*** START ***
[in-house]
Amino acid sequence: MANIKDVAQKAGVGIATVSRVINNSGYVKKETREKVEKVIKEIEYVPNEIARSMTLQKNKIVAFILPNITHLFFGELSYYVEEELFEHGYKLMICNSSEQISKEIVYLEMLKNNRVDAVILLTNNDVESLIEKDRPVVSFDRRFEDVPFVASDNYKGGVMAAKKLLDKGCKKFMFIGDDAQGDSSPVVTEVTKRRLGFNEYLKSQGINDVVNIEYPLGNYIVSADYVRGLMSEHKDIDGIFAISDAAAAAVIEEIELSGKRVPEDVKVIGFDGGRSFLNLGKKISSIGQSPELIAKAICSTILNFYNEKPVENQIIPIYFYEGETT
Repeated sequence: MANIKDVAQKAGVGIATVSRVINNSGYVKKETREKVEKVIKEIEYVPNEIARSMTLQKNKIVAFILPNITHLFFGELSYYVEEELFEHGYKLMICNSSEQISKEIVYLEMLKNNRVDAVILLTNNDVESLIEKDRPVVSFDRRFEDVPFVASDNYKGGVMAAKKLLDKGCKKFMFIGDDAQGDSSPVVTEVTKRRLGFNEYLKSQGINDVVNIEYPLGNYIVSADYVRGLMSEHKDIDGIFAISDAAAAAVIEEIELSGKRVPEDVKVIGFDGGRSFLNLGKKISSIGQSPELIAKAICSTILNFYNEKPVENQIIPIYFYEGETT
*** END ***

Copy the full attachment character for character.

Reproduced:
[in-house]
Amino acid sequence: MANIKDVAQKAGVGIATVSRVINNSGYVKKETREKVEKVIKEIEYVPNEIARSMTLQKNKIVAFILPNITHLFFGELSYYVEEELFEHGYKLMICNSSEQISKEIVYLEMLKNNRVDAVILLTNNDVESLIEKDRPVVSFDRRFEDVPFVASDNYKGGVMAAKKLLDKGCKKFMFIGDDAQGDSSPVVTEVTKRRLGFNEYLKSQGINDVVNIEYPLGNYIVSADYVRGLMSEHKDIDGIFAISDAAAAAVIEEIELSGKRVPEDVKVIGFDGGRSFLNLGKKISSIGQSPELIAKAICSTILNFYNEKPVENQIIPIYFYEGETT
Repeated sequence: MANIKDVAQKAGVGIATVSRVINNSGYVKKETREKVEKVIKEIEYVPNEIARSMTLQKNKIVAFILPNITHLFFGELSYYVEEELFEHGYKLMICNSSEQISKEIVYLEMLKNNRVDAVILLTNNDVESLIEKDRPVVSFDRRFEDVPFVASDNYKGGVMAAKKLLDKGCKKFMFIGDDAQGDSSPVVTEVTKRRLGFNEYLKSQGINDVVNIEYPLGNYIVSADYVRGLMSEHKDIDGIFAISDAAAAAVIEEIELSGKRVPEDVKVIGFDGGRSFLNLGKKISSIGQSPELIAKAICSTILNFYNEKPVENQIIPIYFYEGETT